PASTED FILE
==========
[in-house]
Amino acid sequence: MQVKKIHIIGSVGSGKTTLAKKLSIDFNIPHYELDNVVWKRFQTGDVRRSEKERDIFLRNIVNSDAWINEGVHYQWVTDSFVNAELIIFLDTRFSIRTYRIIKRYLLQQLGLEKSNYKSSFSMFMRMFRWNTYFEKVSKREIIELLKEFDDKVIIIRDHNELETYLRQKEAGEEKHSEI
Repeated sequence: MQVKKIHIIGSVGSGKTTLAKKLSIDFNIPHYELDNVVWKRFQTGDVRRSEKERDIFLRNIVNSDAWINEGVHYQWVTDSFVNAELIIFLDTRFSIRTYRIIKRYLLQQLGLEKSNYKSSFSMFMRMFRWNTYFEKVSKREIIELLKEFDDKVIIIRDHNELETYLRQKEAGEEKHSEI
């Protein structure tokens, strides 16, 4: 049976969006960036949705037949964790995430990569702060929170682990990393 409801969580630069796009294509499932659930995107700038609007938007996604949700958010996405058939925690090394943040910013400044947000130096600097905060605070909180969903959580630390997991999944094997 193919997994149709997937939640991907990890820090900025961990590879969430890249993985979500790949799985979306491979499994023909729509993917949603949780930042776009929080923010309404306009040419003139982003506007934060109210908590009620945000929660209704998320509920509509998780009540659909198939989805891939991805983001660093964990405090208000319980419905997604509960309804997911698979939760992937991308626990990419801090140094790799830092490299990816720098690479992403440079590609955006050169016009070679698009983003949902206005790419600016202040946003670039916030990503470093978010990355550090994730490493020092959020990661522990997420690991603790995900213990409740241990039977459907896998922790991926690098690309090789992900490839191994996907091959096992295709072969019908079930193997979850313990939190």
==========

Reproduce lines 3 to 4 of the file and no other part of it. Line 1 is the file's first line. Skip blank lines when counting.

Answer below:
Repeated sequence: MQVKKIHIIGSVGSGKTTLAKKLSIDFNIPHYELDNVVWKRFQTGDVRRSEKERDIFLRNIVNSDAWINEGVHYQWVTDSFVNAELIIFLDTRFSIRTYRIIKRYLLQQLGLEKSNYKSSFSMFMRMFRWNTYFEKVSKREIIELLKEFDDKVIIIRDHNELETYLRQKEAGEEKHSEI
């Protein structure tokens, strides 16, 4: 049976969006960036949705037949964790995430990569702060929170682990990393 409801969580630069796009294509499932659930995107700038609007938007996604949700958010996405058939925690090394943040910013400044947000130096600097905060605070909180969903959580630390997991999944094997 193919997994149709997937939640991907990890820090900025961990590879969430890249993985979500790949799985979306491979499994023909729509993917949603949780930042776009929080923010309404306009040419003139982003506007934060109210908590009620945000929660209704998320509920509509998780009540659909198939989805891939991805983001660093964990405090208000319980419905997604509960309804997911698979939760992937991308626990990419801090140094790799830092490299990816720098690479992403440079590609955006050169016009070679698009983003949902206005790419600016202040946003670039916030990503470093978010990355550090994730490493020092959020990661522990997420690991603790995900213990409740241990039977459907896998922790991926690098690309090789992900490839191994996907091959096992295709072969019908079930193997979850313990939190």